The network management system is typically a suite of software programs that is configured to manage the configuration and functional operation of the various elements and links within a WAN. Such a system can be a proprietary software system designed and implemented for a particular WAN, or it may be a commercially available system program that is adapted for use with the location determination functions described herein.
In one embodiment, network 100 is a Synchronous Optical Network (SONET) system in which the media connecting the network nodes is fiber optic cable. It should be noted that for purposes of the present description, the terms “location”, “position”, “geographic location”, “coordinate location”, and the like are used interchangeably to refer to the physical location of a network element in three-dimensional space.
Because the distances between the network elements in a large-scale network, such as that illustrated in
In an alternative embodiment, the geographical location information is derived using a LORAN (Long Range Navigation) system. LORAN is often used by ships or aircraft to confirm or to determine geographical positions. A LORAN system operates in the 1,700-kHz range, and measures the time-of-arrival difference between two signals transmitted from two geographically separated ground stations in order to determine the location of the receiver. Besides GPS and LORAN, other location determination systems can also be used in conjunction with embodiments of the present invention. One such alternative system is the Global Navigation Satellite System (GLONASS), which is a GPS-type system primarily utilized by Russian Federation countries. Other alternatives include Global Paging Systems or similar cellular-based location determining systems.
In certain applications, the coordinate locations of the network elements may be pre-determined, rather than derived locally. In these cases in which the precise location of a network element is known, this information can be manually entered by the user into the appropriate location information database.
To determine and provide its own location information, each network element 102 either incorporates or is coupled to a GPS, or similar location determining circuit or device.
The location information for each locatable network element in the array is stored in the network element and provided to the network management system program upon request. For this embodiment, the network element contains a buffer that stores the location coordinates derived by its GPS module. Alternatively, the location information is transmitted directly from the network element to a separate server computer for storage in a database contained in or accessible to the network management system program. The use of actual latitude/longitude derived geographical location information illustrated in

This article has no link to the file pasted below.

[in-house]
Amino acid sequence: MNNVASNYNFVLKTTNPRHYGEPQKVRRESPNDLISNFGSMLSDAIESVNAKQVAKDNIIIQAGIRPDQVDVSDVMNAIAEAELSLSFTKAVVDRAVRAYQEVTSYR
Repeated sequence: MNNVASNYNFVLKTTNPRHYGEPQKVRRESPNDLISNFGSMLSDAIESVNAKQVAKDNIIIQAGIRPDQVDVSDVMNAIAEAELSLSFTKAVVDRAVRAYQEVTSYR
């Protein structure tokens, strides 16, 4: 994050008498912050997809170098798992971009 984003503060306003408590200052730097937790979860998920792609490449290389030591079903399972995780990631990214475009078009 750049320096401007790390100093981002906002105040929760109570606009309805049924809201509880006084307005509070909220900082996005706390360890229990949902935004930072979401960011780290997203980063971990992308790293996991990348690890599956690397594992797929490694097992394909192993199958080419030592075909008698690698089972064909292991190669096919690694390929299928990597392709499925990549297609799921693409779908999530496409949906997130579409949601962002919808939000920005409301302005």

Once the coordinate location information for the network elements is made available to the network management system program, the various network management programs can utilize this information to optimize their program functionality. For example, the precise location information can be used to accurately place network element icons on a map display for purposes of accurate network topography rendering. Thus, as shown in
For this embodiment, the network management system program can be configured to convert the latitude/longitude coordinate information provided by each network element into corresponding locations on the display screen. An icon representing a network element is placed on the display in a location correlating to the location coordinates of the network element. For display purposes, it is most effective if the network is displayed against a map background for the area of interest, such as that shown in
In one embodiment of the present invention, the coordinate location information determined for each network element, as illustrated in
Each of the circuit elements illustrated in
Also listed in Table 400 is an illustrative span loss figure provided in units of dB per km of loss for the transmission medium itself. Actual span loss depends on the type and quality of the medium, but a typical span loss figure for fiber optic media is on the order of 0.25 dB/km to 0.40 dB/km. Depending upon the length of the network links, span loss can be a significant attenuating factor in a network link. For example, a typical 100 km fiber optic span will cause a loss of approximately 25 dB, which is greater than the loss associated with a typical fixed add/drop multiplexer (10 dB loss). While power loss figures for components can be fairly accurately determined from specifications provided by the network element manufacturers, determining span loss requires an accurate characterization of the loss characteristics of the media, and more importantly, an accurate determination of the actual span length.
The incorporation of precise geographic location circuitry with the network elements, as shown in
In one embodiment of the present invention, the distance between any two network elements on the earth's surface is calculated using the Great Circle Distance formula. A great circle is a circle formed by passing a plane though the exact center of a sphere, and is used in the calculation of distance between two points on a sphere. The formula takes advantage of the fact that the shortest distance between two points on a sphere is the arc on the surface directly above the true straight line, wherein the arc is based on a great circle. This Great Circle Distance formula provides that the distance D between any two points p and a on a sphere, e.g., the earth's surface, is calculated as follows: